I am surprised by how much sex I have had in my life that I didn’t want to have. Not exactly what’s considered “real” rape, or “date” rape, although...”
I would argue that caring for your body in traditional ways- like eating a healthy diet, exercising, and taking your vitamins- may be the least important part of your health. (I know! Radical idea coming from a doctor!)
This may sound shocking to you. After all, you’ve probably watched many other doctors get on television to tell you that your health is all about using food as medicine, getting enough exercise, and avoiding bad habits. I’m not suggesting that those aren’t great health-inducing behaviors. What I’m saying is that it doesn’t matter how great your diet is if your body is flooded with stress hormones! No amount of kale is going to counterbalance the toxic effects of high levels of cortisol and epinephrine on your body.
So what’s the most important part of your health? The nature of your thoughts, beliefs, and feelings. When your thoughts, beliefs, and feelings are positive, relaxation responses are activated, healing hormones like oxytocin, dopamine, nitric oxide, and endorphins are released, and the body’s natural self-repair mechanisms are activated, allowing the body to do what it does best-heal itself.
- Lissa Rankin, M.D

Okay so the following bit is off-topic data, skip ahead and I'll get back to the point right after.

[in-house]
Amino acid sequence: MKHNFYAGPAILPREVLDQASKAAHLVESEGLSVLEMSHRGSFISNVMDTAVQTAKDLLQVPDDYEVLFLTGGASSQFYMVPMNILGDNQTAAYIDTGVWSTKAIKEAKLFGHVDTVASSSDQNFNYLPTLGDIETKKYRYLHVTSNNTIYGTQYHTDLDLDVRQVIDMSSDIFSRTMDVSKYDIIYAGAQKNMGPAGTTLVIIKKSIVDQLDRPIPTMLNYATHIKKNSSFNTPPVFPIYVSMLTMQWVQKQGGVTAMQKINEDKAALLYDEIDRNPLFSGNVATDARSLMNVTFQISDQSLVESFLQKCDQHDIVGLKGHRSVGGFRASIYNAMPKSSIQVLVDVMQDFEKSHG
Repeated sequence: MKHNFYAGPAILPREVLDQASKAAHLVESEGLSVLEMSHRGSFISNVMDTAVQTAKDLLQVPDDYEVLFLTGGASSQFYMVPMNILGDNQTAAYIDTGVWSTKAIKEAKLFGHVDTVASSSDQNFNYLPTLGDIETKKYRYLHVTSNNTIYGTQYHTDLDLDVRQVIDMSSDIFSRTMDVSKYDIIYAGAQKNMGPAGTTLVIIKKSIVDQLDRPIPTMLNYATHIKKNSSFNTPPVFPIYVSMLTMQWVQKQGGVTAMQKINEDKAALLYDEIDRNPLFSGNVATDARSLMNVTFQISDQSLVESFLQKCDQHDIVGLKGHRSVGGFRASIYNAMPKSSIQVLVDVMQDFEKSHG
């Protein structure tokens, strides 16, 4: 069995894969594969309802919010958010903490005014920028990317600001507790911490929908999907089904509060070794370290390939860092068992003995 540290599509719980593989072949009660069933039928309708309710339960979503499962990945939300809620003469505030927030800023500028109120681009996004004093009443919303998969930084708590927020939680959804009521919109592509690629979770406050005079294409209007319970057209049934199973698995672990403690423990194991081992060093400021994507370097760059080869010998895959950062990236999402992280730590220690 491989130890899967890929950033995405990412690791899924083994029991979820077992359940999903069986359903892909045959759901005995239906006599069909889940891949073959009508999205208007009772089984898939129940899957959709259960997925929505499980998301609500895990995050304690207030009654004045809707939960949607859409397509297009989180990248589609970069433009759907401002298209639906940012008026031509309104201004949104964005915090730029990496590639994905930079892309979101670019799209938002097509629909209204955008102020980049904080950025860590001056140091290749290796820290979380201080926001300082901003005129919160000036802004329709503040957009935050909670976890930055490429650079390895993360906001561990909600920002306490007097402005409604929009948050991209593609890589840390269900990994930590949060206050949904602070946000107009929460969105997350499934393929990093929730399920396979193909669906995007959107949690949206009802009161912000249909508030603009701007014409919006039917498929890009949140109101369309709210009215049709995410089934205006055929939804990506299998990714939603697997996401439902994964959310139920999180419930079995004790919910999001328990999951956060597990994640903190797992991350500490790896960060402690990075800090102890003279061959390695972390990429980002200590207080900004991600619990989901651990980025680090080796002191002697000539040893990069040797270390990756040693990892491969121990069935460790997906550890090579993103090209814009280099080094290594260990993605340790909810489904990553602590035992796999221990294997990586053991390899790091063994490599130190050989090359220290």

Excerpt via Psych Central
"Families bring up powerful feelings and interpersonal dynamics. It’s inevitable that old family dynamics are stirred up around the dinner table and that’s what makes the holidays so difficult, our past is present … AGAIN. Sometimes the bullies of our childhood were not kids on the playground but our siblings, parents, and extended family members.
As a child, you may have felt unable to find allies and keep yourself safe. Perhaps no matter how often you told your parents that your older sibling was being mean, it was dismissed. Or what if you were told to, “Turn the other cheek, it’s your brother/sister. They don’t mean it.” Worse, what if your parent was the aggressor?
Fast forward to 2012 and you find yourself at the dinner table. You and your aggressor get into a disagreement. Suddenly you are transported back 10, 20, or 30 years! You feel attacked, taunted and suddenly ganged up on . You feel same anger, fear and perhaps rage as you did when you were young. How do you protect yourself now?